For decades, one of the biggest dark spots on the beauty industry has been the testing of products on animals. And while we can all agree that subjecting animals to potentially harmful chemicals all to ensure that our rouge won't melt our cheeks off is in no way acceptable, for decades scientists have had few other ways to ensure that products were safe for general use. The sad thing is that animal testing has never even worked very well — it's expensive and it takes ages to determine results, which means scientists often have to pick and chose which chemicals to test. Meaning, yes, many potentially harmful substances go untested due to time constraints, and you can still get sick even if that mouse goes through hell for your lipstick.
And while many beauty companies have made strides to stop animal testing in the past, today it finally seems as though we have a light at the end of the tunnel to make sure both humans and our quadruped colleagues go unharmed. L'Oreal, one of the biggest beauty companies in the world, has teamed up with the Environmental Protection Agency for a research collaboration to determine if the EPA's new toxicity forecaster, ToxCast, can be systematically used to screen chemicals in cosmetics. So far, the results look promising — ToxCast, a series of computer-based technologies, has already been proven to screen thousands of chemicals in a very short period of time, and it also seems as though it will be quite cost-effective as well. It just remains to be seen if these methods will be successful when specifically applied to chemicals in beauty products.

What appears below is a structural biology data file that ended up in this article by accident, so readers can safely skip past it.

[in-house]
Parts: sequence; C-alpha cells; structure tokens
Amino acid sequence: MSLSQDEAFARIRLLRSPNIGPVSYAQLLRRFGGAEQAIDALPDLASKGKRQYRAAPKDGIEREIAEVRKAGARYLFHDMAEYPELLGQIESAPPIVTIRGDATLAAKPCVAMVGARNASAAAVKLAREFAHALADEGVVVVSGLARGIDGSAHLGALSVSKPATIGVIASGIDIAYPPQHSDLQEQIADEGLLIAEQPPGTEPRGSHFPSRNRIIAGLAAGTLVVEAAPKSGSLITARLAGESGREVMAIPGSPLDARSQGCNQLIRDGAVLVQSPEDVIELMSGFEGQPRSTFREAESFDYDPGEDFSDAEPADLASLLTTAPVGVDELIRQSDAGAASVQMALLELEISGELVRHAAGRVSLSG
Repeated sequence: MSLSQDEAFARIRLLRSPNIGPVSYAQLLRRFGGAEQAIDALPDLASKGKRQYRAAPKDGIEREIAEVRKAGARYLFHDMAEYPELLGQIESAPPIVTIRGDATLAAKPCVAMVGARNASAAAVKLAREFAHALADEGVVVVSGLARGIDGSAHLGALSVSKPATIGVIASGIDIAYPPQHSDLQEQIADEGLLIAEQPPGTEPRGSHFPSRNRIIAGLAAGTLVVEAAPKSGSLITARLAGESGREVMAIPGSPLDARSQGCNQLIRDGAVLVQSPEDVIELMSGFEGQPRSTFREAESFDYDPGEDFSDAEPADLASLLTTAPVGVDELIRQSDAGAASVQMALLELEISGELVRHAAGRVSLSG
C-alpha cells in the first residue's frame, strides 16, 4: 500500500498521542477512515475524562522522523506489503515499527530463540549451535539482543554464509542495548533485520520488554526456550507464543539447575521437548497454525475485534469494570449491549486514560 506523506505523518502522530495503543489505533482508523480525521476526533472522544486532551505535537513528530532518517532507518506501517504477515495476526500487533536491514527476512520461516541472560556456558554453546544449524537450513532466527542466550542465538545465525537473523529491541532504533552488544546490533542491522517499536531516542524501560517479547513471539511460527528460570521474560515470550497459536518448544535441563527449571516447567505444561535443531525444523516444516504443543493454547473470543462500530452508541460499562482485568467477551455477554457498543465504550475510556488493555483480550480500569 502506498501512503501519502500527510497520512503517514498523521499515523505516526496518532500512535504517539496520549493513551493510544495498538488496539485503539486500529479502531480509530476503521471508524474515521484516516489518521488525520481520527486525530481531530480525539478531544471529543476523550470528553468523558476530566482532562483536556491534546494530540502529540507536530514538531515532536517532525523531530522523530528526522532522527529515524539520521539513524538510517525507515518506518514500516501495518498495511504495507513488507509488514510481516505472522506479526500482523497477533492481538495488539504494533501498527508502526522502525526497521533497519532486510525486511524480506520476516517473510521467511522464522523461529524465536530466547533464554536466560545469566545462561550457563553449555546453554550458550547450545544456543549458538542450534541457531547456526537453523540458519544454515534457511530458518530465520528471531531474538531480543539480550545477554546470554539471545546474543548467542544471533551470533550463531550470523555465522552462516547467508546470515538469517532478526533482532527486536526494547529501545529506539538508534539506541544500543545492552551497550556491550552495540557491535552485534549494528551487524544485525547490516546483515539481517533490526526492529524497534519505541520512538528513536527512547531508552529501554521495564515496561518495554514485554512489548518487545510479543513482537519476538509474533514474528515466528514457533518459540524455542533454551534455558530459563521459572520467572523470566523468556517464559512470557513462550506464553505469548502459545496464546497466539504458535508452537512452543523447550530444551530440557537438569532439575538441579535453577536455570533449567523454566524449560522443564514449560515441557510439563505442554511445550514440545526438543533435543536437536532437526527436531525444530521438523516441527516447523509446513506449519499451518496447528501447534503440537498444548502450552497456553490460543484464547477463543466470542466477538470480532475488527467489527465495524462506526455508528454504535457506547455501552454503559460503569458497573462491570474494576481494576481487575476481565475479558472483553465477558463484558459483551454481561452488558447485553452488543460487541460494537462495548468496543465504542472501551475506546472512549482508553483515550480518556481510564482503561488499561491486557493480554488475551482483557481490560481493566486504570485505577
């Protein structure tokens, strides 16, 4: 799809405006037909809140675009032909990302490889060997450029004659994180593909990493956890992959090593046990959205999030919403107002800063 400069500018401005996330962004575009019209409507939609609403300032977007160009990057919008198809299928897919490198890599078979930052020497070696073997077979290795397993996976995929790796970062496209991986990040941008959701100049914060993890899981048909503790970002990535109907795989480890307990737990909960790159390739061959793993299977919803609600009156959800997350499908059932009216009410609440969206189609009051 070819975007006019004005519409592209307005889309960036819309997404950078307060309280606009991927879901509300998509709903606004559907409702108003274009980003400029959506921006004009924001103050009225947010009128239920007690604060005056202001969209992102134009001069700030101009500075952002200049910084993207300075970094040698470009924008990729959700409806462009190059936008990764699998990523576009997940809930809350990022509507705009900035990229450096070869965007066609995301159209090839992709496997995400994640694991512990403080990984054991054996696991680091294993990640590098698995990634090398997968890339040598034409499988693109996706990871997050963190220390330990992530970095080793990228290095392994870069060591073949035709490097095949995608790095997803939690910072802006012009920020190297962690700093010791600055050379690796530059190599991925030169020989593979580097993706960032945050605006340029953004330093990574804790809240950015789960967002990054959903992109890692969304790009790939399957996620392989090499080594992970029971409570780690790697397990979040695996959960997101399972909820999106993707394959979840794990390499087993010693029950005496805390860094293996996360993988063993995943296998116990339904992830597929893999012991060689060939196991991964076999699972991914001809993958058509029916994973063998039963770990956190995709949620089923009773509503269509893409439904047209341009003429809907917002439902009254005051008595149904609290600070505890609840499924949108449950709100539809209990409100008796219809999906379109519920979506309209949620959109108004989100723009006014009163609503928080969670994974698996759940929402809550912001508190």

If all goes well, animals will no longer be test subjects, all chemicals can be screened so the public doesn't get hurt, and companies will able to do all this for relatively cheap. Everybody wins! And if it sounds too good to be true, well ...we're a little worried about that too. But for now we've got our fingers crossed for a successful outcome, so buying cosmetics can finally be totally guilt-free.
Are you optimistic or do you think this is just another empty promise?
Photo: Via EPA.gov